Now that the unit is back from the dead, it is time to assess its remaining issues. As mentioned in the interlude, three of the five output filter caps I could easily pull out for measurement were in poor shape and definitively required replacement, two of them from the 5V rail. Predictably enough, with the 5V rail having the two worst capacitors of the main output lot, the effect on output quality is obvious here with periodic pulsing to 6V.
I do not have 10V 2200µF or better fresh capacitors that fit under the heat sink due to circuit board components, including other capacitors, being packed too tightly around the capacitor footprints to accommodate replacements any wider than the original 10mm diameter. However, I do have a HiPro power supply from an IBM ThinkCenter PC that had a catastrophic primary-side failure and was packed with 10mm 10V 2200µF Teapo SC capacitors for the 5V, 5VSB and 3.3V rails which seemed like perfect replacement candidates – definitively nice upgrades for the original Fuhjyyu TNR and Teapo SEK assuming the Teapo SC are still good. Since the donor power supply presumably had a quick demise rather than a slow capacitor decay one, I am fairly confident its secondary caps will be in reasonably good shape. And sure enough, they all tested well within tolerances for capacitance and were indistinguishable from the Panasonic FM on my ESR check. Reasonably convinced that my salvaged caps would perform substantially better than the dead or dying caps they are replacing, I decided to put the SCs in.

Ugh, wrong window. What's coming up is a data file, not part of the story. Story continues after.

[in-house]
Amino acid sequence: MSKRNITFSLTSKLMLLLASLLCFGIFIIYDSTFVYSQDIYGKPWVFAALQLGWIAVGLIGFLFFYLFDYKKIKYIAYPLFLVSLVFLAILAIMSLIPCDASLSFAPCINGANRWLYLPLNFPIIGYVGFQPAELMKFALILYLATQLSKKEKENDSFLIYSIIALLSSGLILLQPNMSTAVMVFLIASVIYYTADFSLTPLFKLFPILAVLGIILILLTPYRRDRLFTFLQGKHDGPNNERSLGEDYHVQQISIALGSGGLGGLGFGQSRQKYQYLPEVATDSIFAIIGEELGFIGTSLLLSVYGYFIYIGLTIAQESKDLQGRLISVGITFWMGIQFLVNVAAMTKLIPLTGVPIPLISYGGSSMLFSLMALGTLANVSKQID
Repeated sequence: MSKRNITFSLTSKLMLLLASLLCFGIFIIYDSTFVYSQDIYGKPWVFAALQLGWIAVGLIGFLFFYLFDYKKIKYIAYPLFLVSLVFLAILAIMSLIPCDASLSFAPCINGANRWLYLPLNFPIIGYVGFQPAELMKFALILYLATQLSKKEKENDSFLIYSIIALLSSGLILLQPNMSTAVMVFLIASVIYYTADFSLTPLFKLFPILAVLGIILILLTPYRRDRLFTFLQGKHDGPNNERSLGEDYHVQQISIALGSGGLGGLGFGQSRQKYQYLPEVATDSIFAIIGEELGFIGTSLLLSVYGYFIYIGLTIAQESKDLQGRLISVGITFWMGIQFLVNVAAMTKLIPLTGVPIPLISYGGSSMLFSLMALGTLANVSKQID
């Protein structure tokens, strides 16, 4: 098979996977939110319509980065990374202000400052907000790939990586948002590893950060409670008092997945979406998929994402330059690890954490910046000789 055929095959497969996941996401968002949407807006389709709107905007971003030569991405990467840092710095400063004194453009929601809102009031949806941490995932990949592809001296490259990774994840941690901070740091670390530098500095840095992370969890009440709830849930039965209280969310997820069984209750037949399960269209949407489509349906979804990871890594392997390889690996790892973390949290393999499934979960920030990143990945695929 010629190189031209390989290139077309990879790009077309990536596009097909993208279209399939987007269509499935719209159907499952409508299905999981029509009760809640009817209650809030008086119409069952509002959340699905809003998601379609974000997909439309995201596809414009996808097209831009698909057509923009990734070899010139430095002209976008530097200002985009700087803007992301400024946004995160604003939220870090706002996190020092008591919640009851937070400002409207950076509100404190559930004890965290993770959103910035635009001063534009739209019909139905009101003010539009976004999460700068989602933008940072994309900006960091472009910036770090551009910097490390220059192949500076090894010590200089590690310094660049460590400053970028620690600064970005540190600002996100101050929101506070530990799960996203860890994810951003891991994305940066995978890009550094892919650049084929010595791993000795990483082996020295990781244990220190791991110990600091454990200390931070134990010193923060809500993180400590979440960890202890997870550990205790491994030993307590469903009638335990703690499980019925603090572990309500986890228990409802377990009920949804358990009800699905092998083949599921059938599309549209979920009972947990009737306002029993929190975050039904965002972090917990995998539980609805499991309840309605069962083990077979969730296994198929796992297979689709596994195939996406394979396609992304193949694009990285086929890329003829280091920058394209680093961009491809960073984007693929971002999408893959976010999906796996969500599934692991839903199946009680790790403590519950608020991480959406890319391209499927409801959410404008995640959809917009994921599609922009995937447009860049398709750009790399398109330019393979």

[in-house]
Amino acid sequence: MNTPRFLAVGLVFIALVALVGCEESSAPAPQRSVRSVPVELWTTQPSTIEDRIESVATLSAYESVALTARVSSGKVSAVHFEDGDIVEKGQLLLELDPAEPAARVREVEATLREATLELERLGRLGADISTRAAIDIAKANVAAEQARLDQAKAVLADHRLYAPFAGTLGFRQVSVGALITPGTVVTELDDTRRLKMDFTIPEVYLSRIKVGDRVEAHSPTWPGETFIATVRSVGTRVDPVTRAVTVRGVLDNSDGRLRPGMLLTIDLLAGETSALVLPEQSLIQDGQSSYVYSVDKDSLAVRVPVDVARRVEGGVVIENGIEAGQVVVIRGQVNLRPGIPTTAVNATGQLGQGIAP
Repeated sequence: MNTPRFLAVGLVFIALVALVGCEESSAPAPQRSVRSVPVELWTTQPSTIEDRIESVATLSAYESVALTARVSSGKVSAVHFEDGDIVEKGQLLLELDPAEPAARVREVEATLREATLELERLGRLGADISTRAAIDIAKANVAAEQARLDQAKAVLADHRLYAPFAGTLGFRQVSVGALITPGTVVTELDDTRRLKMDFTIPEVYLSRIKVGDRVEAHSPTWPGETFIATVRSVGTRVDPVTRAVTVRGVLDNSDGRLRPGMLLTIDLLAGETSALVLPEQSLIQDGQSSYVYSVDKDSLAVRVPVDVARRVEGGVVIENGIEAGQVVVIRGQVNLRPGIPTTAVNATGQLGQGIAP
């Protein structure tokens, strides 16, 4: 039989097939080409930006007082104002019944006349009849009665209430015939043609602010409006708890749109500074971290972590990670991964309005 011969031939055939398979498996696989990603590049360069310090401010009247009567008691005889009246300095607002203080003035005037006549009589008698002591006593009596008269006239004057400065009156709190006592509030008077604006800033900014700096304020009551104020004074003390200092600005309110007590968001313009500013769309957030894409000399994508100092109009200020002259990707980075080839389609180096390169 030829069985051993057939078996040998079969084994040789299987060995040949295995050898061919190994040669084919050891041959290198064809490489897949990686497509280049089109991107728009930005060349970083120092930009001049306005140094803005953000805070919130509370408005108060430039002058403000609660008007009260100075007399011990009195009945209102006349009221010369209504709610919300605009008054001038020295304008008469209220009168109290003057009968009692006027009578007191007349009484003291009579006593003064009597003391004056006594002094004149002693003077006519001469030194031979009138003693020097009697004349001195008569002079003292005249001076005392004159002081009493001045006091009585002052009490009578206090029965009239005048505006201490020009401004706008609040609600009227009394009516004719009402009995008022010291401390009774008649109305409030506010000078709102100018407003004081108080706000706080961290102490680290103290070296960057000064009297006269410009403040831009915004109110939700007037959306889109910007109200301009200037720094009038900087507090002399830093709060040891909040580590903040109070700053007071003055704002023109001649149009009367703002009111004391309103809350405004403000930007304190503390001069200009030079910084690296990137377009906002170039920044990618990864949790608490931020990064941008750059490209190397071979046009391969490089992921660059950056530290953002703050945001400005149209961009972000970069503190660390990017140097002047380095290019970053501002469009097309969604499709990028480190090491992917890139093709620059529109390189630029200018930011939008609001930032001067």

I could not find a direct replacement for the 10mm 4700µF Fuhjyyu TMR, so I just slapped one more 2200µF SC in its place. At a glance, it seems 2200µF is the largest capacitance most manufacturers offer in 10mm diameter low ESR format with 10 to 16 volts rating.
My donor power supply did not have 8mm caps for the 5VSB output either, so I had to leave my 10mm 1200µF FMs flapping in the breeze until I order 8mm parts for that. Conveniently enough, the Rubycon 1000µF 10V ZLH I planned to order for the SL300 will fit nicely here too.
After letting my repaired unit simmer overnight to see if the 10Ω resistor would survive with the main outputs enabled and powering a 20W 12V halogen desk lamp, I went back to have a look at power-up transients. Everything looked fine. The 5VSB output overshot by 200mV while the main outputs only overshot by about 100mV, well within ATX's 10% power-up transient tolerances. The main outputs rise from 0% to 100% in 15ms, which also meets ATX's 20ms maximum requirement.
Once these measurements were done, I disconnected the power supply, opened it again and felt around for anything unexpectedly warm. The first thing I checked was ZD4 and components immediately around it. I also took a look at my new R29. Its markings were still white, a sign that if it did heat up, it did not get hot enough to discolor the ink. It seems ZD4 is clearly not meant to dissipate any significant amount of power when good capacitors are present and provide the bulk of flyback clamping for the standby/auxiliary transformer's outputs.